by César Aira
translated by Chris Andrews
New Directions, 2019
The Argentinian writer César Aira is famous for his absurd prolificity; since the early nineties, he’s published a handful of novellas every year. From a marketing standpoint, this output is a dream. His seemingly mass-produced novellas often have exciting, semi-fabulist premises (like Dinner, an artsy take on the zombie apocalypse); they come in a guaranteeably palatable length (about 90 pages), and, by virtue of Aira’s gadarene process of composition, which eschews any preoccupations with literary style, are fairly quick and painless to translate.
With many of his relatively traditional, story-driven works having already appeared in English, the emphasis in translating Aira seems to have turned to his more reflective, and reflexive, works. This February saw the release of Birthday, a strange sort of author’s manifesto, and an apologia for Aira’s own discursiveness. Essentially, Birthday is an attempt by the author to get control of his mind, to come to terms with his greatest weakness: “distraction.” The ironic underpinning of the work, of course, is that Aira’s yen for distraction is part of the generative force behind his writings, and one of the main reasons for his fame.
Birthday, like many of Aira’s writings, is basically structureless. Famously, Aira doesn’t revise his writings—he follows his pinballing thoughts and surmises wherever they lead him, refusing to reverse course when he’s launched himself into a plot hole, instead forging blindly ahead, arriving, by this method, at a playful form of literary invention. Birthday begins with an evening in the fiftieth year of Aira’s life, when he discovers, on a moonlit walk with his wife, that a certain fact about the moon that he’d long taken for granted is in fact completely wrong, likely nothing more than a childhood supposition that had gone unexamined in his mind for decades.
Aira vows to discover the exact moment when he’d settled on this false theory, though that task, which is essentially impossible (“That faraway past is an inextricable blend of forgetting and invention, from which stray fragments emerge by chance”) and anyway pointless, quickly falls by the wayside, as Aira uses it to springboard a broader investigation into the origins of his “failure” at life, and the ways in which this failure influenced his style of writing. “My main fault, and the root of all the others,” he writes, “is the lack of a stable and predictable rhythm in which acts and ideas would find their places one after another.”
What Aira ultimately longs for is continuity of expression, and the continuity of consciousness that would come with it: “I would like to have style; if I did, all my experiences would be connected; my acts and thoughts would follow one another for a reason, not just by chance or on a whim.” As it is, though, he’s unequipped to write continuously: “My style is irregular: scatterbrained, spasmodic, jokey—necessarily jokey because I have to justify the unjustifiable by saying that I didn’t mean it seriously.” This description goes a long way towards explaining why Aira, with his unsatisfactory armchair theorizing, can sometimes come off as a lazy ironist; the self-conscious remove, the too-light touch aren’t core parts of his strategy, but simply patches on a sinking ship, admissions of failure.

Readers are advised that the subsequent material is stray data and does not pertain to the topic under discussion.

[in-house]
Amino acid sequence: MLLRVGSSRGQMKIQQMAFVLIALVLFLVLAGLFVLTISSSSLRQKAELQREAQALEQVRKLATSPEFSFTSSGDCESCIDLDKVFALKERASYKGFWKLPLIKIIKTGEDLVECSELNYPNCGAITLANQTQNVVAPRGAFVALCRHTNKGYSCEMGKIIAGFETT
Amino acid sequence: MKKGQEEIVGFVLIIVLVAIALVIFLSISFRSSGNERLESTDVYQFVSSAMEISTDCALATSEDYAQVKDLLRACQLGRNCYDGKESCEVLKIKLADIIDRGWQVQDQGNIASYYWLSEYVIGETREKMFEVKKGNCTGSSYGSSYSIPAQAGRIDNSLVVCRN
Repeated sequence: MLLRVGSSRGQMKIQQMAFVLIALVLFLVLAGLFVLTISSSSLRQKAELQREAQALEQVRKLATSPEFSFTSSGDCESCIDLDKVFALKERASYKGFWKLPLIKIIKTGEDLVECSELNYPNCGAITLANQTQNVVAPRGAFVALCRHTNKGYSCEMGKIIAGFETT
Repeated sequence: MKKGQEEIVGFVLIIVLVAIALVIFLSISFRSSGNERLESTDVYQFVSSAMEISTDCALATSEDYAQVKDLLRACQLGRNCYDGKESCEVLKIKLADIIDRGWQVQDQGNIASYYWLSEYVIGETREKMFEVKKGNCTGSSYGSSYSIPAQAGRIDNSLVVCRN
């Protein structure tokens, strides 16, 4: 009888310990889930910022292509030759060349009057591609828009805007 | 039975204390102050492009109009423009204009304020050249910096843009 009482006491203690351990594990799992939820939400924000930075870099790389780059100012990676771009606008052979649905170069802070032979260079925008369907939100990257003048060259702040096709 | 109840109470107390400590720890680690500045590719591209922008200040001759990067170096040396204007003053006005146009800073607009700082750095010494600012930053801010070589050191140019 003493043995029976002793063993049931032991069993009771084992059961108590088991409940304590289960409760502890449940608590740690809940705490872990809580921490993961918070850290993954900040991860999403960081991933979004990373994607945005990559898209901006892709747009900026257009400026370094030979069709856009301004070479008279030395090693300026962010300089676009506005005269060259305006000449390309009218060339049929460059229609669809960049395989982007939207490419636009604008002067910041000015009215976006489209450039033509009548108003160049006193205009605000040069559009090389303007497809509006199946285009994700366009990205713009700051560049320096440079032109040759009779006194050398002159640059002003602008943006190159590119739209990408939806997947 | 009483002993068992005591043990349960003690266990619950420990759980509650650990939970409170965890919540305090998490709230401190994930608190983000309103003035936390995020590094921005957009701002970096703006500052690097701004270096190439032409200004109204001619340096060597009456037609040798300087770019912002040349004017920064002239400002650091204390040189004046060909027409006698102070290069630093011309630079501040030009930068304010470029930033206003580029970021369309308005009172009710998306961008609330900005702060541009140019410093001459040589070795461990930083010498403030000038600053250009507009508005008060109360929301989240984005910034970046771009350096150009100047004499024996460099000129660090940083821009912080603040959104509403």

Birthday’s ten short chapters aren’t simply internally rambling; they bear only the sparest connection to one another. The book contains a disquisition on the “Encyclopedia,” a Borgesian literary enterprise of Aira’s which serves as a warehouse for his aimless research; a chapter about the death of the French mathematician Évariste Galois; a playful hermeneutic probing of the Last Judgment; and an encounter with a young religious waitress in the Café del Avenida in Pringles who, when she fails to show up at the café again, elicits one of the book’s most poignant asides:
The lives of strangers have their own rules, which differ from case to case, and anyone who tries to deduce them from a chance meeting is bound to get lost in an ocean of conjectures. It’s strange to think that even the most predictable creature of habit, like myself, might, from a stranger’s point of view, appear and disappear in an apparently random fashion.
As with many of Aira’s novelettes, there’s something dry, almost aseptic about Birthday. In the chapter on Galois, a famed mathematician who, after challenging a man to a duel, composed his entire life’s work in a single night, Aira considers the impossibility of a novelist getting away with a similar trick, though he cedes it’s a mechanism he’s been pursuing all his life: “I was searching for a system that would allow me to write all my novels on the last night.” It’s a lovely line, tinged with romanticism and the moonlight of impossibility, but, surrounded as it is by the jangle of his jerky prose, it rings hollow.
Aira’s lack of a larger schema under which his atomism of speculations would fall into order ultimately makes Birthday an unsatisfying venture. In a strange rumination on whether the central point of a circle can be said to turn when the circumference turns, Aira asks his son’s opinion and is promptly scoffed at. Perhaps, his son explains, if the circle were real, with a physical point, then Aira’s question might have weight, but a “mathematical point” is something completely different. Aira finds this hairsplitting ridiculous: “Reality is complicated enough already; why burden it with pedantic fictions?” As a reader, you’re tempted to scribble in the margins of your copy of Birthday: “Look who’s talking.”
—Bailey Trela is a writer living in Bushwick.